A 2006 report from the Milwaukee Department of Public Works (the most recent data available) shows the substantial time and money that the city spends repairing and maintaining the streets. In that year alone, the city paid to have over 400,000 square yards of cracked pavement filled in. An additional 9,800 tons of asphalt was required by street maintenance crews to repair small asphalt cracks and potholes.

Milwaukee’s potholes are not just an annoyance for drivers. Repairing the damaged roads puts a big strain on the city’s budget, and takes away potential funding for other important initiatives.
The winter’s effect on the roads will take a bigger toll on the city’s budget this year than ever before. According to city’s 2009 budget, beginning this year there will be no federal or state-level contributions towards the Resurfacing Reconstruction program. Instead, the program’s $10.3 million dollar budget will be funded exclusively by the city of Milwaukee.

The streets of Milwaukee are clearly riddled with potholes, and thus with potential advertising for KFC. But allowing KFC to temporarily advertise along the streets in order to free up over ten million dollars in funds seems like a minor compromise.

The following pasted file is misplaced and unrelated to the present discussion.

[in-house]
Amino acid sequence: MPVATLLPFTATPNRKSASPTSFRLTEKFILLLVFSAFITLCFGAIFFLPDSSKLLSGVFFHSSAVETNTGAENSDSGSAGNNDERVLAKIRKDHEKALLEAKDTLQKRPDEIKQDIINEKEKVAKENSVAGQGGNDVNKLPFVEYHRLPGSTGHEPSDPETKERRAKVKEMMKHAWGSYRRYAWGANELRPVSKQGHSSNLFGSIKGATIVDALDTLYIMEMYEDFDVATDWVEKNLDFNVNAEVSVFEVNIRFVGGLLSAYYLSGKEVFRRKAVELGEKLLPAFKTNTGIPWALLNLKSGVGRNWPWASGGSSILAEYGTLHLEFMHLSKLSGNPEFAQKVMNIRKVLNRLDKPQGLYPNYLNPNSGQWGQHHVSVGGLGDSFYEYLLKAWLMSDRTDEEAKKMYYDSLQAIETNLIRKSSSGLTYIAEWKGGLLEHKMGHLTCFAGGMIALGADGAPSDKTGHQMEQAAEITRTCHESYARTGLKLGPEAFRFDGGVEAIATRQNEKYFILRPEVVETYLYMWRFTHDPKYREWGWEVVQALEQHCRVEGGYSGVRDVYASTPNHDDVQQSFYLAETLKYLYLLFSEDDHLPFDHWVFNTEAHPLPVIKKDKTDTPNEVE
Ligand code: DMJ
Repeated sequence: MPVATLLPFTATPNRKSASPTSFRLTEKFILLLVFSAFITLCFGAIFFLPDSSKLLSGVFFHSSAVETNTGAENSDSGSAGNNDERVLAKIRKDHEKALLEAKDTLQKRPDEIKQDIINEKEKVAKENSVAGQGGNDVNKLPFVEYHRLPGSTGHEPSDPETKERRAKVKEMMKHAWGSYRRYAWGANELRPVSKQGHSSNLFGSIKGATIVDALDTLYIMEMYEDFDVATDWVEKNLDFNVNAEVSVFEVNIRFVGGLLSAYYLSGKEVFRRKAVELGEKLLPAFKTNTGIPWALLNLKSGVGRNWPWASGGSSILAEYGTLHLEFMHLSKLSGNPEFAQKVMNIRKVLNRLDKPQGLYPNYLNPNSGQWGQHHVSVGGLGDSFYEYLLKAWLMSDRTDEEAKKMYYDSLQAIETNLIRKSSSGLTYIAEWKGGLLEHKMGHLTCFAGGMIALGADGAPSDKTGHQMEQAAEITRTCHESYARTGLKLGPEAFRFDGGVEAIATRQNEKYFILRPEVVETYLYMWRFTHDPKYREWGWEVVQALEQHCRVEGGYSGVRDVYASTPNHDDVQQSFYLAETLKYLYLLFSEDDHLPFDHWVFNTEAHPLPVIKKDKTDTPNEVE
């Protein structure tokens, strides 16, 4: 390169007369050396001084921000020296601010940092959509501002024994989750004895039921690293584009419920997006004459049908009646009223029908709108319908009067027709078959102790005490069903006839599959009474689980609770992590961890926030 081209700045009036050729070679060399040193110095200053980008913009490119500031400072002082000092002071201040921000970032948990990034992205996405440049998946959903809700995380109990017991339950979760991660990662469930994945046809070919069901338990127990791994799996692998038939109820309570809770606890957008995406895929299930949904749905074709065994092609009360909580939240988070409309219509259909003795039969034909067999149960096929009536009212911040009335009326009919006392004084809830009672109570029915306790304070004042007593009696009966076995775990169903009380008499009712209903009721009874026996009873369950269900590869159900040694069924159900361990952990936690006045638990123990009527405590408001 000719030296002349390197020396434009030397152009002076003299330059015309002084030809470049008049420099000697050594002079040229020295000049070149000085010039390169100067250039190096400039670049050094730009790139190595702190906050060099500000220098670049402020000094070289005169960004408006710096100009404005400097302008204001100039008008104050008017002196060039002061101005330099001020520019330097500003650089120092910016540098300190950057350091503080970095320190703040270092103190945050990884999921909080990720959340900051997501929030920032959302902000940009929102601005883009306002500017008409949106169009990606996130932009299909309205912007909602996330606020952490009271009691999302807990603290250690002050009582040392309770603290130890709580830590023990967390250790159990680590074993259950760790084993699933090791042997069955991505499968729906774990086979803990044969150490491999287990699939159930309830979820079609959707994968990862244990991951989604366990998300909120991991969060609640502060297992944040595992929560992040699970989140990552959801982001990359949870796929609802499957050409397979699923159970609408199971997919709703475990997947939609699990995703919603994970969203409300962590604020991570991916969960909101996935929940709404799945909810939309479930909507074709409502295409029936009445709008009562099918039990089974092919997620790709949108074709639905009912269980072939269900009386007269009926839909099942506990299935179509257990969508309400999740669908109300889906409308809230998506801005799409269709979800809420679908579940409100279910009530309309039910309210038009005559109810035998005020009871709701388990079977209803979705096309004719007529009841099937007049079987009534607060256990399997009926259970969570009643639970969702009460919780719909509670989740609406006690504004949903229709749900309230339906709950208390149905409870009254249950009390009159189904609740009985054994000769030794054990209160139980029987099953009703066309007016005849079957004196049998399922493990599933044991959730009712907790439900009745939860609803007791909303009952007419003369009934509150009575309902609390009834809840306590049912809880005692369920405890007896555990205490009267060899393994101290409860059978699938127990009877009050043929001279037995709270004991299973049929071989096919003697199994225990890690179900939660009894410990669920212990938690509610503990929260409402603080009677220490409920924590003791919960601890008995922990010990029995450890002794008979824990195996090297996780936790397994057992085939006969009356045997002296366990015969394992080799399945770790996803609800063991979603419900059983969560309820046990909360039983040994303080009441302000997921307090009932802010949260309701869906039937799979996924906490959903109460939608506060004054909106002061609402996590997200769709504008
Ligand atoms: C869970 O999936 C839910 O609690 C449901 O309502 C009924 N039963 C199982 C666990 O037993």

Asked if he would mind having the KFC logo on the roads, Merkel responded: “not at all, in fact, I would go to KFC more often if they fixed the roads.”
Perhaps of even more concern to Marquette students with cars on campus, are some of the strategies that the city has used in an attempt to balance its budget.  Wisconsin state law requires that the city present a balanced budget, so the city was forced to find ways to fund their additional $3.8 million contribution to the Resurfacing Reconstruction Program. One of the ways they did so was by factoring in a $1.4 million increase in their revenues from Parking Operations, which draws it’s revenue from things like meters, towing, sale of permits and parking citations.
Allowing KFC to help Milwaukee out and fill the city’s potholes would help ease the burden of funding the Resurfacing and Reconstruction Program solely on city funds. It would take away some of the need for expected increases in parking citation revenue.

For those students who perhaps do not commute or keep a car on campus, there are still incredibly compelling reasons to support a KFC “Fresh Tastes Best” initiative in Milwaukee. The millions of dollars spent by the city on repairing and repaving the streets could be spent on a number of meaningful city projects.

So, what can you do to make sure that Milwaukee is nominated for KFC “Fresh Tastes Best” initiative? According to the letter issued by the company, the request must come from the city’s mayor.  Milwaukee residents can contact Mayor Tom Barrett at (414) 286-2200, or by email at [email protected] to voice their support for allowing the Colonel and his crew to repair the city’s potholes. In the meantime, report Milwaukee potholes by calling (414) 286-2489 or filling out an online form at